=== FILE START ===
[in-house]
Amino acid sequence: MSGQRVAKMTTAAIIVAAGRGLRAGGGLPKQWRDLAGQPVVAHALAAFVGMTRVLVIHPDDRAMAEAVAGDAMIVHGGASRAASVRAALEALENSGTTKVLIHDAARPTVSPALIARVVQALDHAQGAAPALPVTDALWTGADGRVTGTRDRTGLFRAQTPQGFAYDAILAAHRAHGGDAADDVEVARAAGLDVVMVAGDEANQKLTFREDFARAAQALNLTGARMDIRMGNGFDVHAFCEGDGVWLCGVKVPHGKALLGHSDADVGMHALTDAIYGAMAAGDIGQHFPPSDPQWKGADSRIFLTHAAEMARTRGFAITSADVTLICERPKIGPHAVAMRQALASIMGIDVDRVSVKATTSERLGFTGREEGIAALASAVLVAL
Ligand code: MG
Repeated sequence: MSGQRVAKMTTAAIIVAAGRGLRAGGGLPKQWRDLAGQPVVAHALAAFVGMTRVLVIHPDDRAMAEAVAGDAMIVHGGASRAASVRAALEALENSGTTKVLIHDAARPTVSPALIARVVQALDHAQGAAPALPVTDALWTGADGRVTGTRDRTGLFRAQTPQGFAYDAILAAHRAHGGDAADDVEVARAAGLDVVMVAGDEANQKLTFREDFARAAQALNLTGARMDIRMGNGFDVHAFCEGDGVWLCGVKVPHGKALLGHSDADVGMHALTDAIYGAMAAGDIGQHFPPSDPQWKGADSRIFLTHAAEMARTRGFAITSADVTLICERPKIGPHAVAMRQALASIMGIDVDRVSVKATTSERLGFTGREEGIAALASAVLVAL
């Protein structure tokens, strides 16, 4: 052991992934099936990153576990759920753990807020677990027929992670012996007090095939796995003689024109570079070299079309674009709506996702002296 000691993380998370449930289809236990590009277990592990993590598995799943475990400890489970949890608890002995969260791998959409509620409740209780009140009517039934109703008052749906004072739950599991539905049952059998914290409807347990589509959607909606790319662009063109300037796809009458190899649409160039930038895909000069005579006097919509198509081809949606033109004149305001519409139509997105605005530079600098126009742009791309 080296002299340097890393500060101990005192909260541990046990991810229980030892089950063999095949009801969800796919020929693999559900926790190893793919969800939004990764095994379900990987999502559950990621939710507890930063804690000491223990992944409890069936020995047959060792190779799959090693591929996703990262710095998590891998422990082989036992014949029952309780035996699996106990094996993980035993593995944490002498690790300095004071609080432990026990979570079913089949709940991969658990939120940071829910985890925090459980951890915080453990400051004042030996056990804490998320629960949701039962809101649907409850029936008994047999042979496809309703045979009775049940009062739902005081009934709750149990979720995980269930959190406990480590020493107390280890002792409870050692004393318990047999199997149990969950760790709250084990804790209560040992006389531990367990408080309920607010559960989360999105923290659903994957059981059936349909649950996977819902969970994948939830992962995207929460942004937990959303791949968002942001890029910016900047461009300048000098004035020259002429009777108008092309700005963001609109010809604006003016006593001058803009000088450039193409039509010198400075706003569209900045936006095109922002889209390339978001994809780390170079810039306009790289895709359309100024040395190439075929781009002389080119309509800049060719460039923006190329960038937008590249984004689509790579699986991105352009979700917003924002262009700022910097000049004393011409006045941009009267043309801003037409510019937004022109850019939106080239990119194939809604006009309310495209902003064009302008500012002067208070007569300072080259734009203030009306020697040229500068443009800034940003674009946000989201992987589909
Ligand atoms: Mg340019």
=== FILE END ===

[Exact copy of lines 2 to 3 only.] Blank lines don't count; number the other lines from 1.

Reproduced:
Amino acid sequence: MSGQRVAKMTTAAIIVAAGRGLRAGGGLPKQWRDLAGQPVVAHALAAFVGMTRVLVIHPDDRAMAEAVAGDAMIVHGGASRAASVRAALEALENSGTTKVLIHDAARPTVSPALIARVVQALDHAQGAAPALPVTDALWTGADGRVTGTRDRTGLFRAQTPQGFAYDAILAAHRAHGGDAADDVEVARAAGLDVVMVAGDEANQKLTFREDFARAAQALNLTGARMDIRMGNGFDVHAFCEGDGVWLCGVKVPHGKALLGHSDADVGMHALTDAIYGAMAAGDIGQHFPPSDPQWKGADSRIFLTHAAEMARTRGFAITSADVTLICERPKIGPHAVAMRQALASIMGIDVDRVSVKATTSERLGFTGREEGIAALASAVLVAL
Ligand code: MG